2.2. The food consumption

Basal metabolic rate (BMR), and the closely related resting metabolic rate (RMR), is the amount of energy expended daily by humans and other animals at rest. Rest is defined as existing in a neutrally temperate environment while in the post-absorptive state.

BMR and RMR are measured by gas analysis through either direct or indirect calorimetry, though a rough estimation can be acquired through an equation using age, sex, height, and weight. Studies of energy metabolism using both methods provide convincing evidence for the validity of the respiratory quotient (R.Q.), which measures the inherent composition and utilization of carbohydrates, fats and proteins as they are converted to energy substrate units that can be used by the body as energy.

Basal metabolism is usually by far the largest component of total caloric expenditure. However, the Harris-Benedict equations are only approximate and variation in BMR (reflecting varying body composition), in physical activity levels, and in energy expended in thermogenesis make it difficult to estimate the dietary consumption any particular individual needs in order to maintain body weight.

To calculate:

  • Women: BMR = 655 + ( 9,6 x weight (kg)) + ( 1,8 x height (cm)) – ( 4.7 x age (y’s))
  • Men: BMR = 66 + ( 13.7 x weight (kg)) + ( 5 x height (cm)) – ( 6.8 x age (y’s) )

Human nutrition needs

Determining what substances must be incorporated in the human diet, and how much of each, is — even after years of research — still under active study. Why the uncertainty?

  • Vitamins. Inadequate intake of some vitamins produces easily-recognized deficiency diseases like
    • scurvy: lack of ascorbic acid (vitamin C)
    • beriberi: lack of thiamine (vitamin B1)
    • pellagra: lack of niacin.

    However, it is so difficult to exclude some other possible vitamins from the diet that deficiency diseases are hard to demonstrate.

  • Minerals. Some minerals are needed is such vanishingly small amounts that it is practically impossible to prepare a diet that does not include them. However, totally synthetic diets are now available for intravenous feeding of people who cannot eat. This so-called total parenteral nutrition has revealed, unexpectedly, some additional trace element needs: chromium and molybdenum.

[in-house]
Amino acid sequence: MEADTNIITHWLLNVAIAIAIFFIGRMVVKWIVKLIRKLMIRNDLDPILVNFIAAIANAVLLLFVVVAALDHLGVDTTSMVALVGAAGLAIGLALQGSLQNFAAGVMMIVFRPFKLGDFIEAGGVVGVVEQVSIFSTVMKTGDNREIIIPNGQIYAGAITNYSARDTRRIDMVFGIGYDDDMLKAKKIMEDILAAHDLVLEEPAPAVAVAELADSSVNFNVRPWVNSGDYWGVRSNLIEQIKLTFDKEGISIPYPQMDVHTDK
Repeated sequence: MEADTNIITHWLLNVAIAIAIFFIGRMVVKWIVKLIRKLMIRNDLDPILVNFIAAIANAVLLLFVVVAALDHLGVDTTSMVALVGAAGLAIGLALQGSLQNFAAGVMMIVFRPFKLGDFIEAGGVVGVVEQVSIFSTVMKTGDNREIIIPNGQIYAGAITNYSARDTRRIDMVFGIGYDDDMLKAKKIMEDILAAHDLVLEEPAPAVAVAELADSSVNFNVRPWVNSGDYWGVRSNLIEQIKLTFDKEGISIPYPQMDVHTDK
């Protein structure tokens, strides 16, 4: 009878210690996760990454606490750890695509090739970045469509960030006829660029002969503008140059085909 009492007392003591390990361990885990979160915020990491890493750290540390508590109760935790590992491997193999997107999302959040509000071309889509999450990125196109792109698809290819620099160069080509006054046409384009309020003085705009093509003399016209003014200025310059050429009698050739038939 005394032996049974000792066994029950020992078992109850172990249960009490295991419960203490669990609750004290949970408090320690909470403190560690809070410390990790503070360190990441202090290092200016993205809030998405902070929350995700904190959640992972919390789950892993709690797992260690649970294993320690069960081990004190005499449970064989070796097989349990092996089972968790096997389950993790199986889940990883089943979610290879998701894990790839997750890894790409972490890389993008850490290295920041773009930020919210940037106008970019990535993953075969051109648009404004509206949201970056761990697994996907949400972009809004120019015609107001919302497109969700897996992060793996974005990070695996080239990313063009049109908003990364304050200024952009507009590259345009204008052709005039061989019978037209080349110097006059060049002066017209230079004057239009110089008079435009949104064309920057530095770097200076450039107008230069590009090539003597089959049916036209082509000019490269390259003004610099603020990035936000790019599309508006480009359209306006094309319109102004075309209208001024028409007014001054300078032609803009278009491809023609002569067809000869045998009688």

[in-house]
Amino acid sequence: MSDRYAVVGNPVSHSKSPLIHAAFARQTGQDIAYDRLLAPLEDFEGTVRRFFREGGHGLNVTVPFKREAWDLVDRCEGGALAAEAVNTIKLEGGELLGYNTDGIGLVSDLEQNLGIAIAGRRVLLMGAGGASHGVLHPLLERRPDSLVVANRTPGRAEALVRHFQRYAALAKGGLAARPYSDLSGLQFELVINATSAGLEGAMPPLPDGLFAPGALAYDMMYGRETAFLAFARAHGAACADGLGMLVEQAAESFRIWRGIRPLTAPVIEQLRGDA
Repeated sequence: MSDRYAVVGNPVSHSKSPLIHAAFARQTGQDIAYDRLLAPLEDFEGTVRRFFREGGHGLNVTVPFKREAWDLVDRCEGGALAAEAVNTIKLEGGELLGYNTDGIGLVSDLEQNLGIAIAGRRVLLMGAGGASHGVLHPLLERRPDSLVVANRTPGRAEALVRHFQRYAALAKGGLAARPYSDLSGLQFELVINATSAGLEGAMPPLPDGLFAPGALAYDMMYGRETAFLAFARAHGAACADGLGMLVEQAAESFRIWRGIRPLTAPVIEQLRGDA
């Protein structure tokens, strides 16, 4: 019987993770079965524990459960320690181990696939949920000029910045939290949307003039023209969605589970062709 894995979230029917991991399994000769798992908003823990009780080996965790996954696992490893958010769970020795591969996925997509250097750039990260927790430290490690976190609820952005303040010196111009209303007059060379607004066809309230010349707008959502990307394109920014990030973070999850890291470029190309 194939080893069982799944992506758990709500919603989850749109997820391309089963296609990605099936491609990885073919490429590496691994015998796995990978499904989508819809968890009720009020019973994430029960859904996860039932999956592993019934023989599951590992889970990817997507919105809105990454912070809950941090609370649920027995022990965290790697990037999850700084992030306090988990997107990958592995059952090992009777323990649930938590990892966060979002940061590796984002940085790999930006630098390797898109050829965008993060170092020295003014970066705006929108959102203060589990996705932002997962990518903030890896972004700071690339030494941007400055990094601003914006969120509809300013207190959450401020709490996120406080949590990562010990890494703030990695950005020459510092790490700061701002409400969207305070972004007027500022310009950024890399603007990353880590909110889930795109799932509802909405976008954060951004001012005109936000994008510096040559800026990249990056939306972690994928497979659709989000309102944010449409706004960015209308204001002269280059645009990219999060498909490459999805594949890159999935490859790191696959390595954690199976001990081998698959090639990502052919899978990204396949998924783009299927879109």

Despite some uncertainties, the Food and Nutrition Board of the U. S. National Academy of Sciences publishes guidelines. One of the most useful of these is calledrecommended daily allowances or RDAs. These provide the basis for the nutrition labels on food.


Carbohydrates provide the bulk of the calories (4 kcal/gram) in most diets and starches provide the bulk of that. Age, sex, size, health, and the intensity of physical activity strongly affect the daily need for calories. Moderately active females (19–30 years old) need 1500–2500 kcal/day, while males of the same age need 2500–3300 kcal/day.

In some poor countries, too many children do not receive enough calories to grow properly. In order to maintain blood sugar levels, they attack their own protein. This condition of semi-starvation is known as marasmus.


Humans must include adequate amounts of 9 amino acids in their diet. These “essential” amino acids cannot be synthesized from other precursors. However, cysteine can partially meet the need for methionine (they both contain sulfur), and tyrosine can partially substitute for phenylalanine.

The Essential Amino Acids: Histidine, Isoleucine, Leucine, Lysine, Methionine ,(and/or cysteine), Phenylalanine (and/or tyrosine), Threonine, Tryptophan, Valine


Ingested fats provide the precursors from which we synthesize our own fat as well as cholesterol and various phospholipids. Fat provides our most concentrated form of energy. Its energy content (9 kcal/gram) is over twice as great as carbohydrates and proteins (4 kcal/gram).

Humans can synthesize fat from carbohydrates (as most of us know all too well!). However, three essential fatty acids cannot be synthesized this way and must be incorporated in the diet. These are:

  • linoleic acid,
  • linolenic acid,
  • arachidonic acid.

All are unsaturated; that is, have double bonds.

Types of fats

  • Saturated. No double bonds between the carbon atoms in the fatty acid chains. Most animal fats (e.g., butter) are highly saturated.
  • Monounsaturated. Have a single double bond in the fatty acid chains. Examples are olive, peanut, and rapeseed (canola) oil.
  • Polyunsaturated. Have two or more double bonds in their fatty acid chains. Examples: corn, soy bean, cottonseed, sunflower, and safflower oils.
  • Trans Fats. Have been partially hydrogenated producing
    • fewer double bonds and, of those that remain,
    • converting them from a cis to a trans configuration.
  • Omega-3 fats. Have at least one double bond three carbon atoms in from the end of the fatty acid molecule. Linolenic acid is an example. Fish oils are a rich source of omega-3 fatty acids.

Many studies have examined the relationship between fat in the diet and cardiovascular disease. There is still no consensus, but the evidence seems to indicate that:

  • Mono and polyunsaturated fats are less harmful than saturated ones, except that
  • trans unsaturated fats may be worse than saturated fats.
  • Ingestion of omega-3 unsaturated fats may be protective. For this reason, 1.1 grams/day for women (1.6 for men) is recommended.

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